LETTER: Lack of reliable daycare options

Low-income and/or single parent families have little choice outside of normal daycare hours

I have an idea I think would be a great benefit to Abbotsford, however, I don’t have the contacts or resources to be able to make it work.

The idea results from the situation of a friend, although I know she isn’t the only parent in Abbotsford who experiences this difficulty. She is a very low-income single mom. She and her children live below the poverty line even though she is employed full-time.

There are so many issues involved in her situation, but the one I’d like to address is the lack of reliable daycare options available to low-income and/or single parent families outside of normal daycare hours – parents who have to work evenings/weekends/shifts.

My friend has no family in town. She has in the past served suspensions from work for not being able to attend her shift because she had a babysitter cancel with no notice.

She works every weekend and three days during the week. Her children were attending a before-and-after-school program, but it only operates Monday to Friday and closes at 6 p.m. She usually works until 7:30 p.m. and sometimes until 9.  She works for a large company and has no control over scheduling.  She has no choice but to work the shifts she is offered.

She had found a licensed daycare to watch her boys after school. Within the first few days, this “professional” cancelled with no notice.  My friend had to leave work to pick up her children and had no one to watch them for the rest of her shift. As a result, her employer has placed her on probation and she is back to square one in terms of her seniority, etc. She may lose her job because she can’t find reliable child care.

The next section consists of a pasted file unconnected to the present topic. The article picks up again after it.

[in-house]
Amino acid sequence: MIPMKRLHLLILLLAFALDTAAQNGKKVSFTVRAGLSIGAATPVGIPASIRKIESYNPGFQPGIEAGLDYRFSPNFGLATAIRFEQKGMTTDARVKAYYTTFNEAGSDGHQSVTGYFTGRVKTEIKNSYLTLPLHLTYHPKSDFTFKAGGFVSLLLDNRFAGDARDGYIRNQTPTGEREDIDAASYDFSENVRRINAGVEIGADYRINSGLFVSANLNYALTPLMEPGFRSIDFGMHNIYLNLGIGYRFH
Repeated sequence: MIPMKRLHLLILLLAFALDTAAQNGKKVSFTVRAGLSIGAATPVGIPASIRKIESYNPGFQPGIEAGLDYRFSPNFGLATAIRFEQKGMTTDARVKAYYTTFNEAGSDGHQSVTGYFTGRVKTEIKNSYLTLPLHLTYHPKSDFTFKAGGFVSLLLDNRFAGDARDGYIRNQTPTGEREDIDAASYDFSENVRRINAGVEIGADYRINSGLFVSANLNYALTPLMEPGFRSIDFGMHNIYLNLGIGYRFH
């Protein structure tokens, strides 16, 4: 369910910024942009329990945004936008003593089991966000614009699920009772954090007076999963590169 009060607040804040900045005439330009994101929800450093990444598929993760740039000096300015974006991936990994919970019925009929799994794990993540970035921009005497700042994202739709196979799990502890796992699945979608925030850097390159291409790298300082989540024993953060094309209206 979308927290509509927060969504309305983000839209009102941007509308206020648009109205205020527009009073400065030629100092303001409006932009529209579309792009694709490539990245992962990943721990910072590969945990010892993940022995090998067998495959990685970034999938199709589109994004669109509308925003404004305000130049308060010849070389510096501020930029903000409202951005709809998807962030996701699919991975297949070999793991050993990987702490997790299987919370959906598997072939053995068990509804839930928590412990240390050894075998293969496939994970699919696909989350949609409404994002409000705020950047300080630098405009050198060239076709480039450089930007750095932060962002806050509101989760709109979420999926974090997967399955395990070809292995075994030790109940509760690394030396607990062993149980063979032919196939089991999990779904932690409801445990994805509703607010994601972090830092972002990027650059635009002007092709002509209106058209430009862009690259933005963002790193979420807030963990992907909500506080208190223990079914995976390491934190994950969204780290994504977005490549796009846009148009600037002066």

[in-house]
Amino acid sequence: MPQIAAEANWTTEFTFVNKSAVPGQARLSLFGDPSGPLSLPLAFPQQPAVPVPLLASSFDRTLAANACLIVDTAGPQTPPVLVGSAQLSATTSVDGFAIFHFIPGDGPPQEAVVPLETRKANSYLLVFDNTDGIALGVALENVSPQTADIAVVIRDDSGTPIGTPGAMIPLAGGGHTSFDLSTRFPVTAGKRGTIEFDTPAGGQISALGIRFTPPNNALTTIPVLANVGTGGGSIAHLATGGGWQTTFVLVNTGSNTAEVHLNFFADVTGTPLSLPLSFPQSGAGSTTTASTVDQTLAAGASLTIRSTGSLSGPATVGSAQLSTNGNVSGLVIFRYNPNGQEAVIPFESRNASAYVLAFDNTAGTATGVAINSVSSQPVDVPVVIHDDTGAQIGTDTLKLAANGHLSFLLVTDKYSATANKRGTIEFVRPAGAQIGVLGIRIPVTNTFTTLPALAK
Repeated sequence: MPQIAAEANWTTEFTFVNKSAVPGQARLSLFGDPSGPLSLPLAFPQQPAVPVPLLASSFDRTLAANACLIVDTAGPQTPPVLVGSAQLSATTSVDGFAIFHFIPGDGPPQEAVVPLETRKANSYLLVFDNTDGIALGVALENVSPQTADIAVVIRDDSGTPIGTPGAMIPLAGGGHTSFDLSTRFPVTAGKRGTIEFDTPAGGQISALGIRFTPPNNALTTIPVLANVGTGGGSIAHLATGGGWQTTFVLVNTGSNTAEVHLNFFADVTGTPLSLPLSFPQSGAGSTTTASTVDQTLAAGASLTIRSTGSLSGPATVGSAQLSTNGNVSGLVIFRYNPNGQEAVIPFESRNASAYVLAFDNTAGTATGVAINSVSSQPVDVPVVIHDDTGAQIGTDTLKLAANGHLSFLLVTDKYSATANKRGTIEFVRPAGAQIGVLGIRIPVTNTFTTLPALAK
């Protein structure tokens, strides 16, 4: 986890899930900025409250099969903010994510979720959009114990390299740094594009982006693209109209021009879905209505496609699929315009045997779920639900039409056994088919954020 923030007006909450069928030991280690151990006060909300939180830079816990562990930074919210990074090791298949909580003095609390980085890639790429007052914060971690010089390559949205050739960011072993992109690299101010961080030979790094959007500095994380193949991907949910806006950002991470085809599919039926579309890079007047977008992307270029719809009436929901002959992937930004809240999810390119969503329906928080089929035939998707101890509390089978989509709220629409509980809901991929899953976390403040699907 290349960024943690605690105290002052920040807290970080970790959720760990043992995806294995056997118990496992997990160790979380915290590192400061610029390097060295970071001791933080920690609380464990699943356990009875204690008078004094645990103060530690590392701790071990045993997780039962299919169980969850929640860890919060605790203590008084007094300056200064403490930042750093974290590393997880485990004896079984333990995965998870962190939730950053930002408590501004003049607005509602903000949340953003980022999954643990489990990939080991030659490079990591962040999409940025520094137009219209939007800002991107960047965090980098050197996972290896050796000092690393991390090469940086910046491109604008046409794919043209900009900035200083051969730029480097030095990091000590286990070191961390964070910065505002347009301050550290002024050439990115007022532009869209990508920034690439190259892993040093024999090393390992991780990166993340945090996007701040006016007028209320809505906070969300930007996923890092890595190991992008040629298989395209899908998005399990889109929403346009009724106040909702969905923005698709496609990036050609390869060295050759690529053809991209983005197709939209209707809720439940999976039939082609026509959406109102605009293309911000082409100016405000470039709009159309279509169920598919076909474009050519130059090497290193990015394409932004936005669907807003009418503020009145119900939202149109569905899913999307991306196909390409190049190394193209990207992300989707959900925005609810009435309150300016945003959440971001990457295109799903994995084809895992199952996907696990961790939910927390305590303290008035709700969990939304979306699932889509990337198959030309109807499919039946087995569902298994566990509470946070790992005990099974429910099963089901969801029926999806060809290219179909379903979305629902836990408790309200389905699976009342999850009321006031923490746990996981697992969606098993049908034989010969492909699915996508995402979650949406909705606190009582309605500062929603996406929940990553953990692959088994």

Not every family in Abbotsford fits the typical model for daycare services.  Our community needs to step up with services for families who don’t fit the current mould.

My proposal would target mainly “inner city” families. Low-income, single parent families. This program should be based out of a recreation facility like ARC/MRC or even a school with a gym, as many of these families cannot afford organized recreational activities for their kids.

There should be a meal component factored in as well, because there are so many children who don’t have healthy meals provided for them at home. I’m envisioning a partnership between the city (specifically the parks and recreation department), the provincial government (for helping to fund a pilot program), a community-based childcare organization like the Hand in Hand Child Care Society and other daycare providers, perhaps a local grocery store. Possibly even the school district in terms of allowing qualified staff to supervise high school students as part of their volunteer requirements (i.e. if they planned to go into teaching, etc.)

I have this huge idea, but I have no idea how to go about executing it. Any thoughts?

 

Shelley Godwin

Abbotsford